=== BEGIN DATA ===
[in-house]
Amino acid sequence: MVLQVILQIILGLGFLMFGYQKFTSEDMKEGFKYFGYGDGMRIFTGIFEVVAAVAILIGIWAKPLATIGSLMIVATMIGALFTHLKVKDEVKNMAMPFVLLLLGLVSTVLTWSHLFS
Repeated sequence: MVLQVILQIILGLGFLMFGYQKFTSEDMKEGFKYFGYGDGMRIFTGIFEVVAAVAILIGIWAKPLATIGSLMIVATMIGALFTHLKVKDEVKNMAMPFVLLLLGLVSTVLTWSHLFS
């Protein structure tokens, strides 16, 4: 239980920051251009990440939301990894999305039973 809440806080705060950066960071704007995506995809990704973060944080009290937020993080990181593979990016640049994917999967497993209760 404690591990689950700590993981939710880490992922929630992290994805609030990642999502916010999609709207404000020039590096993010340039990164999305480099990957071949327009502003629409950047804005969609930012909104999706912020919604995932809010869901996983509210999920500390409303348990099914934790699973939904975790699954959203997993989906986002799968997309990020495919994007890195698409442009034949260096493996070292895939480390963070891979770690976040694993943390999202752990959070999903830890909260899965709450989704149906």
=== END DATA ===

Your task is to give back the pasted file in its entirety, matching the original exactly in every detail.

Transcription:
[in-house]
Amino acid sequence: MVLQVILQIILGLGFLMFGYQKFTSEDMKEGFKYFGYGDGMRIFTGIFEVVAAVAILIGIWAKPLATIGSLMIVATMIGALFTHLKVKDEVKNMAMPFVLLLLGLVSTVLTWSHLFS
Repeated sequence: MVLQVILQIILGLGFLMFGYQKFTSEDMKEGFKYFGYGDGMRIFTGIFEVVAAVAILIGIWAKPLATIGSLMIVATMIGALFTHLKVKDEVKNMAMPFVLLLLGLVSTVLTWSHLFS
């Protein structure tokens, strides 16, 4: 239980920051251009990440939301990894999305039973 809440806080705060950066960071704007995506995809990704973060944080009290937020993080990181593979990016640049994917999967497993209760 404690591990689950700590993981939710880490992922929630992290994805609030990642999502916010999609709207404000020039590096993010340039990164999305480099990957071949327009502003629409950047804005969609930012909104999706912020919604995932809010869901996983509210999920500390409303348990099914934790699973939904975790699954959203997993989906986002799968997309990020495919994007890195698409442009034949260096493996070292895939480390963070891979770690976040694993943390999202752990959070999903830890909260899965709450989704149906």